In my last three posts, I’ve given you the positives of apprenticing.  Here’s part one on an example and encouragement to find an apprentice, and part two and part three giving you reasons I think it is a viable option of raising up leaders.  In this post, though, I’m going to give you my observations on why it is inefficient if used as your sole method of recruiting leaders.

As I said earlier, apprenticeship is not the only method we use here at Grace Community Church.  We use a hybrid method, encouraging apprenticeship but also being willing to put somebody into a leadership position who has not yet been apprenticed at Grace.  The reason we do that is that apprenticeship has its limitations.

Limitations of Apprenticeship:

1. It doesn’t always happen.  As much as you vision cast and “require” leaders to find an apprentice, not all group leaders buy into the idea.  They see it as yet another responsibility placed onto their all-too-full plates.

2. It doesn’t always happen as you would like for it to.  Some leaders buy into the idea initially, but aren’t able to fully develop their apprentice.  For a number of valid reasons, apprentices aren’t being produced.

3. It is a slow process.  Apprenticing takes a long time, and if you’re in an organization that is growing, you will find yourself in a leadership deficit really quickly.  How do you even measure when apprenticing is complete?

4. Not all groups have future leaders in them.  In our small groups, not every group has an apprentice, because quite frankly, not all groups have somebody with leadership potential.  That’s not a slam against anybody.  Everybody is not called to lead a small group.  There are some people who are leaders and others who are followers.  Sometimes, groups are full of followers.  There’s nothing wrong with that, but I paint myself into a corner if I require all groups to have an apprentice.  When I do that, group leaders are investing lots of time into developing leaders out of folks who are not called to be leaders.  That’s frustrating for all involved.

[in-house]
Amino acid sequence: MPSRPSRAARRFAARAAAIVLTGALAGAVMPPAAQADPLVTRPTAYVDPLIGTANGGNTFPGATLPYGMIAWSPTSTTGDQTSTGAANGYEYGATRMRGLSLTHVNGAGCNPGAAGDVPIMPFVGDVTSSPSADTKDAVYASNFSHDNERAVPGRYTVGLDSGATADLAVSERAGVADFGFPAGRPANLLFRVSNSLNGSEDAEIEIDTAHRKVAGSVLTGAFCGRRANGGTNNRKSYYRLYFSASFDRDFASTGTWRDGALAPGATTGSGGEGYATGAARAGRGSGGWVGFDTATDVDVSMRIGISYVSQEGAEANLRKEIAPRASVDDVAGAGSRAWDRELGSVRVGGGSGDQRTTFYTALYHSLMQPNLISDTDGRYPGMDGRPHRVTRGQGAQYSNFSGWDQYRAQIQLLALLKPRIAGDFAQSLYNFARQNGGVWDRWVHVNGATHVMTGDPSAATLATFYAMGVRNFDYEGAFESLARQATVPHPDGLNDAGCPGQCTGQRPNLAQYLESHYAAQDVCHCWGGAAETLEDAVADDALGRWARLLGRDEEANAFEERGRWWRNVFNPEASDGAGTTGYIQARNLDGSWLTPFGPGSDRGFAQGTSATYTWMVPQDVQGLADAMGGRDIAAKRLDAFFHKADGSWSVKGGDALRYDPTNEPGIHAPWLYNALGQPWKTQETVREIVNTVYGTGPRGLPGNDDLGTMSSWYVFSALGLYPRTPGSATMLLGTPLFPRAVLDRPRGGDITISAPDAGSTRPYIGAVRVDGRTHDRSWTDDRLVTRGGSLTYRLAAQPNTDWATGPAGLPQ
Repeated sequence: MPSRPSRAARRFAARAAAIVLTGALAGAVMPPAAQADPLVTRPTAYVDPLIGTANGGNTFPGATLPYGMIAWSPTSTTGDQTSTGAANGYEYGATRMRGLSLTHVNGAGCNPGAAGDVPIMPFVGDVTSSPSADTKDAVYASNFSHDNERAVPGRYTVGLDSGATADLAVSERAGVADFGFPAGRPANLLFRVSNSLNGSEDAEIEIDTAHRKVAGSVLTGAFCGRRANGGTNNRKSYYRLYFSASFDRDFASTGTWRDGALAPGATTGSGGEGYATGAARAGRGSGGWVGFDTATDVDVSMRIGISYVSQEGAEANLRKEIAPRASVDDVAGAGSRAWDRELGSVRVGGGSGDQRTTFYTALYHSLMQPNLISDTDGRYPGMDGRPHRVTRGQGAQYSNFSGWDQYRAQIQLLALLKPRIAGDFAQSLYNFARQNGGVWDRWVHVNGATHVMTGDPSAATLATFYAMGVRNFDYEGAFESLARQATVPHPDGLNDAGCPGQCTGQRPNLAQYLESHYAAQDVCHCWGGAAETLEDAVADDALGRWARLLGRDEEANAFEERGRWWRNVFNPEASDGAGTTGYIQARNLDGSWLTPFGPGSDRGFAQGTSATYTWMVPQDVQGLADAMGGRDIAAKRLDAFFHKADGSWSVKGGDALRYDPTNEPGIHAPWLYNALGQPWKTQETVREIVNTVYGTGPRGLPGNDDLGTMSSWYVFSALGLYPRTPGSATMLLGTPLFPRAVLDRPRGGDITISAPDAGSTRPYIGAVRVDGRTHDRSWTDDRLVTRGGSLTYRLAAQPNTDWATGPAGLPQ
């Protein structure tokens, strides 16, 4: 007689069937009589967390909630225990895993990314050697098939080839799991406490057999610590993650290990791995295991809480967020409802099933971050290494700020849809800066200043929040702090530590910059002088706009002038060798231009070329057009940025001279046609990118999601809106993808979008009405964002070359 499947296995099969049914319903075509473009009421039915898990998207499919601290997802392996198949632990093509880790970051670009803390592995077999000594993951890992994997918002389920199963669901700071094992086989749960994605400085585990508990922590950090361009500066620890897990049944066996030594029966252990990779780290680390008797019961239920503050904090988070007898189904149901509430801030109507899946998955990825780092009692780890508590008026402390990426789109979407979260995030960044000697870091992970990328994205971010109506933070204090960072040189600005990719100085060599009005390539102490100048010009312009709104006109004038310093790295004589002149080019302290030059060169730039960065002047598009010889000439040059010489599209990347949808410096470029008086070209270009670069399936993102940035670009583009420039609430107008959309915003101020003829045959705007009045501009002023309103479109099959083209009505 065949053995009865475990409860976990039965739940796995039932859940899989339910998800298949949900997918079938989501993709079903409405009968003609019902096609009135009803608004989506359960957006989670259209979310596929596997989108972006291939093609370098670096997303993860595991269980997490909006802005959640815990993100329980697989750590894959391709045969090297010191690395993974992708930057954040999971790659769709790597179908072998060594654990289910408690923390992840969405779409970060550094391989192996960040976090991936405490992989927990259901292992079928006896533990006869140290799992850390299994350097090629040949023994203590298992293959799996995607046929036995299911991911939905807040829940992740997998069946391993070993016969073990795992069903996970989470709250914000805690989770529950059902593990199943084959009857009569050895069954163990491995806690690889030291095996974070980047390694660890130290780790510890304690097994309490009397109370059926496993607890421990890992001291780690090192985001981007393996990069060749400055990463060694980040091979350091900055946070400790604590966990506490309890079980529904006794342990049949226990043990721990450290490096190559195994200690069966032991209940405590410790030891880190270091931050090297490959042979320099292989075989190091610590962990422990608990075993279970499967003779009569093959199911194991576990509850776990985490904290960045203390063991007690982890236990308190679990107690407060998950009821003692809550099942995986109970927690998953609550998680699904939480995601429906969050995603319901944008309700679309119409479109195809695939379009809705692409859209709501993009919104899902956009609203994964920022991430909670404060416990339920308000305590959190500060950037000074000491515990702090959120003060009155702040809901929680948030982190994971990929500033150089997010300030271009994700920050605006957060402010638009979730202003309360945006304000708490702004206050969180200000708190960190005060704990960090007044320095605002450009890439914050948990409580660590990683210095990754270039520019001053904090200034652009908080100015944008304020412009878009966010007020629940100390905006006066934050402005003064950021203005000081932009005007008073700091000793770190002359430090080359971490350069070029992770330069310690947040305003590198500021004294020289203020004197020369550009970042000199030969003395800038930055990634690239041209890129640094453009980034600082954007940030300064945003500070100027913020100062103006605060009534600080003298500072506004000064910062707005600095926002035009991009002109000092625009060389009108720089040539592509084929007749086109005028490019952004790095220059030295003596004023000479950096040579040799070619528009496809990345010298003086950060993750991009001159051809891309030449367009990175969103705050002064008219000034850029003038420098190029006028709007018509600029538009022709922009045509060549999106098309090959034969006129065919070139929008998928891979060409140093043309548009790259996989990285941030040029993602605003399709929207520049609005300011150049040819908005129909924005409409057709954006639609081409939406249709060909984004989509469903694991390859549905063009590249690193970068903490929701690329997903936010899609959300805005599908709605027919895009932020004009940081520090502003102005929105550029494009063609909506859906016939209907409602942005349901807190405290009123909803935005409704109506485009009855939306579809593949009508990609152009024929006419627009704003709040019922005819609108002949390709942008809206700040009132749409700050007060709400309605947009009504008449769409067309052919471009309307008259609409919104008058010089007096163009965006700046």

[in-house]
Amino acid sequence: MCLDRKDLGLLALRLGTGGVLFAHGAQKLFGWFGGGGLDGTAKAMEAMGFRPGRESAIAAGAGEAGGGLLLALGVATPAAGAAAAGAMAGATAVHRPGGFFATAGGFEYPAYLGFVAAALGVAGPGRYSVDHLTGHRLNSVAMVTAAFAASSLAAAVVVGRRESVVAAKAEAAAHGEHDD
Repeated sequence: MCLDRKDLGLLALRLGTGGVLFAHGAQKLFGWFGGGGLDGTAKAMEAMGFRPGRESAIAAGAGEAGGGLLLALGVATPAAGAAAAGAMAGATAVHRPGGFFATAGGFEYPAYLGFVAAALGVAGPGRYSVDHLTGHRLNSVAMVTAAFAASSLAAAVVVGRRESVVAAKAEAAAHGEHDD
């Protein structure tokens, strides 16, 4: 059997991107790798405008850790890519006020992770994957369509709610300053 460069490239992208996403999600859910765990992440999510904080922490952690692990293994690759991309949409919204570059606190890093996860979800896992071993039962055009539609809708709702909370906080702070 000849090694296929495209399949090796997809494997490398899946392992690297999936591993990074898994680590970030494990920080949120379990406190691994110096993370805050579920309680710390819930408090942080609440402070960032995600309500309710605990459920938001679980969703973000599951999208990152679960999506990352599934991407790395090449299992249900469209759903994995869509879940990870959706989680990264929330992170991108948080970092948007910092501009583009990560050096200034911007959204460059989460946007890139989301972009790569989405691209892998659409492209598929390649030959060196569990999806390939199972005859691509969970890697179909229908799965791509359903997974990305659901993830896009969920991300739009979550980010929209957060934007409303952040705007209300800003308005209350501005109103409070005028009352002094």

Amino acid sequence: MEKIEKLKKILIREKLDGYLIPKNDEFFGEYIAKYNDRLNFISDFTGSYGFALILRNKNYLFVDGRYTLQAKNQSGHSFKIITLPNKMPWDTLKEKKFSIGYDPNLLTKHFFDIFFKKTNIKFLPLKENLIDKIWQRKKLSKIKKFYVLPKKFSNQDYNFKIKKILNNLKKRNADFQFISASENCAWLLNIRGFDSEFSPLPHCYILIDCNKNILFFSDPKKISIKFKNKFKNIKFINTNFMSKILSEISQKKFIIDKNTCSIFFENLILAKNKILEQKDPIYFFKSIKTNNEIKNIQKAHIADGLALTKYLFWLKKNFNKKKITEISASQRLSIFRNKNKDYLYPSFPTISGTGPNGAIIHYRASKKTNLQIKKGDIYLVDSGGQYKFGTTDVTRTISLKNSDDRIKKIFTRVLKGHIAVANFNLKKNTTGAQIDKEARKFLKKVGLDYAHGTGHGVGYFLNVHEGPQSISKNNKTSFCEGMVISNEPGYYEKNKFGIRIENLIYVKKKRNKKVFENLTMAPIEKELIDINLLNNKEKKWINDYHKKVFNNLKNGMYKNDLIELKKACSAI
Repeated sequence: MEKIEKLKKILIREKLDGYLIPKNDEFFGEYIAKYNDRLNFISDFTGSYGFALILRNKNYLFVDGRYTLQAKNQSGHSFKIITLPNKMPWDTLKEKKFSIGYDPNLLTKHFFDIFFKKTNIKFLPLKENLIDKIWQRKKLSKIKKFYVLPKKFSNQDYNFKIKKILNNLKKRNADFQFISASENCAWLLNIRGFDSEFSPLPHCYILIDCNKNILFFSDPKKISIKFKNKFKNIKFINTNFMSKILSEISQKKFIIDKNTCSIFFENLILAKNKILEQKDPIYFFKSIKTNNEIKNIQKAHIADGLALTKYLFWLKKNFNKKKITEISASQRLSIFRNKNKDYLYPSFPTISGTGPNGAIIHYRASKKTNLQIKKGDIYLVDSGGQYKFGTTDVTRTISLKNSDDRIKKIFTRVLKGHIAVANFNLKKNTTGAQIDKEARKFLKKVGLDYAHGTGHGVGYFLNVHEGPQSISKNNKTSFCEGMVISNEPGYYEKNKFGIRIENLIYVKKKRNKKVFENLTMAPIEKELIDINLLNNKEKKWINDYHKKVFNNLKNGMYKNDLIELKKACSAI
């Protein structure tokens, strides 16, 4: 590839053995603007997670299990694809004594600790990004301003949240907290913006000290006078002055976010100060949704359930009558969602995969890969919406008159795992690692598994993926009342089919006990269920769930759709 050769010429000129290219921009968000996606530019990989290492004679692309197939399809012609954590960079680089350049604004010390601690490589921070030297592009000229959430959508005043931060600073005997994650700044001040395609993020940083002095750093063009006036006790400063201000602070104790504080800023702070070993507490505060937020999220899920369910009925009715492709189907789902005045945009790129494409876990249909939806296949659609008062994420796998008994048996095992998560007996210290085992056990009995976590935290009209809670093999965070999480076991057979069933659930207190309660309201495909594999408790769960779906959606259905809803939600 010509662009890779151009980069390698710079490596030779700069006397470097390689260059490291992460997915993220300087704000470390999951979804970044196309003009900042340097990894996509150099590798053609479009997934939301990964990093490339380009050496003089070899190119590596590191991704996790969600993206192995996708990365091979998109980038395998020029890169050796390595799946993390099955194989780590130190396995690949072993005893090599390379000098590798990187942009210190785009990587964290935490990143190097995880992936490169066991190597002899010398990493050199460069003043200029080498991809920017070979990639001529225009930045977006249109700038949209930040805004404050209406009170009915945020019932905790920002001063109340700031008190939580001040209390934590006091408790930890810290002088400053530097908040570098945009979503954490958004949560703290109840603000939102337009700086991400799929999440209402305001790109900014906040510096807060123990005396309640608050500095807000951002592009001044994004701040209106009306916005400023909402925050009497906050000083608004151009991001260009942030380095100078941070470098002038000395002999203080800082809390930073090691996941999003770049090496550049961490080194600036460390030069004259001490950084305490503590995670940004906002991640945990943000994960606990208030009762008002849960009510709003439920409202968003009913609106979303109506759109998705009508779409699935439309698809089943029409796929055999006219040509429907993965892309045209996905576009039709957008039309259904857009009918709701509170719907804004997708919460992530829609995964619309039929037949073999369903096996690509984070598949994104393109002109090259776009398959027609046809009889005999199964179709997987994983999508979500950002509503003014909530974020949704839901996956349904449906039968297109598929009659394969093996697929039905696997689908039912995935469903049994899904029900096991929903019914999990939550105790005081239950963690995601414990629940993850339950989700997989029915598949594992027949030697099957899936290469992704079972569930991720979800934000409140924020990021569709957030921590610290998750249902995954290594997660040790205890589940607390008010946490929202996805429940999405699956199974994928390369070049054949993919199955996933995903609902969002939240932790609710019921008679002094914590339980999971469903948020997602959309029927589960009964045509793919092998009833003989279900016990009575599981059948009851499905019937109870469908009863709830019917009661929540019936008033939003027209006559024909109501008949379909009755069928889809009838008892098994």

I’m sure there are more reasons why apprenticing alone is an inefficient way of recruiting leaders.  However, whatever system you are using, you must be recruiting leaders.  It is absolutely essential to sustained growth.  Whether you are a pastor, the CEO of a major corporation, a store manager, or a small group leader, your organization will suffer if you are not intentionally raising up leaders.

You can take that to the bank.

And if you do, be sure to find out how they’re raising up good leaders.